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Trae Young is Ready for One More

The Hawks phenom speaks to Boardroom about appearing in a new Bodyarmor sports drink ad alongside his younger brother, the legacy of Kobe Bryant, and his maturation on the court.

Halfway through the new Bodyarmor ad spot entitled “One More,” a boy hits a long 3-pointer over Trae Young at the buzzer, puts his hands over his elbows in the Atlanta Hawks superstar’s mock cold, shivering celebration, and asks, “one more, old man?”

That boy happens to be Young’s real-life younger brother, Timothy, who stars as part of the campaign along with James Harden, Naomi Osaka, Mookie Betts, Sabrina Ionescu, Dustin Johnson, Baker Mayfield, and Ally Love.

“It’s pretty funny. An amazing moment for my parents,” Young told Boardroom. “I’m looking forward to everybody else seeing it, too, because it’s really cool.”


Young became a Bodyarmor endorser in the summer of 2020, about six months after the tragic passing of Kobe Bryant. Bryant invested $6 million in Bodyarmor in 2013, a stake that came to be worth $400 million in November 2021 when the company sold to Coca-Cola at an $8 billion valuation.

“The relationship with Kobe and just how much he cared about the brand really gives me an extra push to care even more about it,” Young said. “I also like to align myself with things I’m very passionate about, and I feel very passionately about this brand.”

The 23-year-old Young is similarly passionate about the Hawks and his play on the court, finishing the regular season with career highs in points (28.4) and assists (9.7) per game while hitting a career-best 46% of his shots overall and 38.2% on eight 3-pointers attempted per contest. He played in 76 out of a possible 82 games, allowing him to lead the NBA in both total points and total assists, a rare feat for any player.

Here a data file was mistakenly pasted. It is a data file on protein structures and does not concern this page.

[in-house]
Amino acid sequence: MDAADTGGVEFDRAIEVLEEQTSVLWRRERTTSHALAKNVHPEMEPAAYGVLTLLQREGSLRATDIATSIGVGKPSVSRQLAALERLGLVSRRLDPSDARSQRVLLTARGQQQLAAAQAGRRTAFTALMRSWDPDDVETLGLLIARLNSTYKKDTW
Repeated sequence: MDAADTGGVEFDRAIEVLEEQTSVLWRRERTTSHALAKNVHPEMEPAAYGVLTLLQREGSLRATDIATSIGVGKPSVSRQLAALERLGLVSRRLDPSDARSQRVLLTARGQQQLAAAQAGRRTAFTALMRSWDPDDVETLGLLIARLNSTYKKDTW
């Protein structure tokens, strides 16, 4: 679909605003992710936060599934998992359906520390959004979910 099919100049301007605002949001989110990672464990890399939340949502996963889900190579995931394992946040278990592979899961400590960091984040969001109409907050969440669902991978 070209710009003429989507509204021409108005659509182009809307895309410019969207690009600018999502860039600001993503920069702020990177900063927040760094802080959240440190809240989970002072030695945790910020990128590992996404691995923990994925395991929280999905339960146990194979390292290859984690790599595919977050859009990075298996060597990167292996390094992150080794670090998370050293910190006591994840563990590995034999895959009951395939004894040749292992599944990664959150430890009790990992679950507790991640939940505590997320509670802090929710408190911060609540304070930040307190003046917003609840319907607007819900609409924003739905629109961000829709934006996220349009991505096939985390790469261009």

Asked how he’s improved in. 2021-22, Young said he’s learning more about the game each year.

“Every game I’m playing, I’m getting more and more reps,” he said. “I’m just continuing to learn more and the learn speed of the game and the pace of the game, which is helping.”

After entering the league at age 19 as the No. 5 overall pick in the 2018 draft out of Oklahoma, the 6-foot-1 Young said that while he could still be a better leader on and off the floor, he’ll only improve over time as he has on the court.

The progress he’s made as a scorer and distributor has come despite the target on his back growing significantly larger. He became a Reggie Miller-esque villain in New York after a dominant performance in the Hawks’ five-game series win over the Knicks in the first round on their way to the Eastern Conference finals.

Overcoming and silencing the haters hasn’t always been Young’s mindset, but it’s something he’s had to embrace.

“There’s always been a different excuse every year or a different reason why for me,” Young said about his detractors. “I think it’s just how it is and how it’s always been for me.”

Aside from endorsements with Bodyarmor, Adidas, Old Spice, NBA 2K, Tissot, Chipotle, eBay, and Fortnite, among others, Young is additionally an investor in companies including  Overtime, Starstock, and Hyperice. He said he’ll focus on other investments during the offseason, including a possible NFT project.

While Young wishes the Hawks were higher in the standings — Atlanta hosts Charlotte on Wednesday in the No. 9 vs No. 10 play-in game, with the winner facing the loser of Tuesday’s Brooklyn-Cleveland game for the No. 8 seed and a first-round date with the Miami Heat—he thinks the team still has a good chance to carry its momentum into the postseason. Asked what he would consider a successful 2021-22 season, Young said getting back to the playoffs and seeing what happens.

“Last year, we wanted to make a run and even though nobody believed in us, we thought we could make a run and we did,” he said. “Once we had the opportunity to get back into the playoffs again, that’s the mindset. To make another run.”

Young got the last laugh in the shoot, answering Timothy’s request for one more with a deep three swished from the top of the key. Trae and the Hawks will be hoping that their playoff run ends as successfully as the Bodyarmor shoot.

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